“It’s been great. Little tips, let guys get set on motion or ‘This is what you look for versus this defense,’ is what [quarterback] Rex [Grossman] is a big help with. That’s what you need. You need guys that are on your side. They’re not looking to stab you in the back but looking to build the whole franchise up. [Wide receiver] Santana [Moss]’ definitely one of those guys. It’s a dream to play with guys like him and [tight end Chris] Cooley so I’m going to make the most of it.”

    On how a strong rushing attack helps the passing game:
    “That’s up to Coach [Mike Shanahan], but I think a quarterback’s best friend is a running game, not necessarily the quarterback running. If you can have a bunch of backs and roll one guy that can really take the rock for you, it can help you out a lot in the passing game, loading the box. With teams loading up the box, it’s going to be difficult to stop us down the field. If they spread it out and say, ‘Hey, beat us a little bit at a time,’ I think Coach is willing to do that as well. You just have to take what the defense is giving you.”

    On whether any of the running backs stands out in the competition for a starting role:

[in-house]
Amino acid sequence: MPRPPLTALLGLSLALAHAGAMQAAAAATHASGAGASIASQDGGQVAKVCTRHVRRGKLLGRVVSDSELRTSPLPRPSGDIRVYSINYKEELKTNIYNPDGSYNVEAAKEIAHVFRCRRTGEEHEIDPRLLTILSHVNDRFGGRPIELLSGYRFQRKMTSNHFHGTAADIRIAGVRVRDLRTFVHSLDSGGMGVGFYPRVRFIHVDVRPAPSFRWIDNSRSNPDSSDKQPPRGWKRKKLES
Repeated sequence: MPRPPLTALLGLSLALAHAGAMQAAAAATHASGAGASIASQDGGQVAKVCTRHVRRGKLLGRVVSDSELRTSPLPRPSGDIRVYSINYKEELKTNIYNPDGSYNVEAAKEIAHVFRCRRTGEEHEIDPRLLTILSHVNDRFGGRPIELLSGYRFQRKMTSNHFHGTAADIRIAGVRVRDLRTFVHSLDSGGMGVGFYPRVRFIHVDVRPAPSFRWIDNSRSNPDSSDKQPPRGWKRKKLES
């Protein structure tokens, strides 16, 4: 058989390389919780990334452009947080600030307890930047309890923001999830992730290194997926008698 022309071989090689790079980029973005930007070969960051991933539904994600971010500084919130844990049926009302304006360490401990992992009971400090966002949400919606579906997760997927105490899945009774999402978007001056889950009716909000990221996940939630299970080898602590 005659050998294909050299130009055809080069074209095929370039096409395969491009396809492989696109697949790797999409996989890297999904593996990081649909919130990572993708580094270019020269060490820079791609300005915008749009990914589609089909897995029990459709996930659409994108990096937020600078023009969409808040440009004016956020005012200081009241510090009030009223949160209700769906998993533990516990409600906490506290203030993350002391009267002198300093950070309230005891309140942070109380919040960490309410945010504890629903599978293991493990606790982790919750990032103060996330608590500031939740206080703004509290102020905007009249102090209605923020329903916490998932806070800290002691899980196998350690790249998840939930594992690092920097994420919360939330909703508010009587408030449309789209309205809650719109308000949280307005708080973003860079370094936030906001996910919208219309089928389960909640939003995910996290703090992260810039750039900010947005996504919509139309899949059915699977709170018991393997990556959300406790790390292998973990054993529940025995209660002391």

“You have to ask Coach about that one. I’m not going to throw any of those guys out there. I like all of them. Whoever’s number is called, I’m sure they’ll be ready to go.”

    On the difference in risk for a quarterback running the ball in the NFL versus in college:
    “I’ll get a feel for it. One thing I won’t do is play with fear. You have to continue to play fearless. That doesn’t mean I’m not going to go try to run over linebackers and safeties. Especially in college, guys try to take you out, so it’s no different in the pros. It’s just that these guys are a lot better at doing what they’re trying to do, so I’ll be smart. If I need to slide, I’ll slide. If I need to run out of bounds, I’ll run out of bounds. But by no means will I play with fear.”

    On the positive remarks by [Chris] Cooley about him taking charge of the huddle:
    “You have to come in there and command the huddle. Cooley’s been a great help as well. He’s been here for a while, maybe not in this offense, but he’s been in the pros for a long time and done a great job. I listen to anything he says, and he’s pretty right-on. I try to make sure I come in there, look guys in the eye and tell them to play because I know they need to believe in me. I need to make sure they get the play, so we can go out there and be successful. I’m glad that he’s been saying that stuff about me and glad he’s on this team.”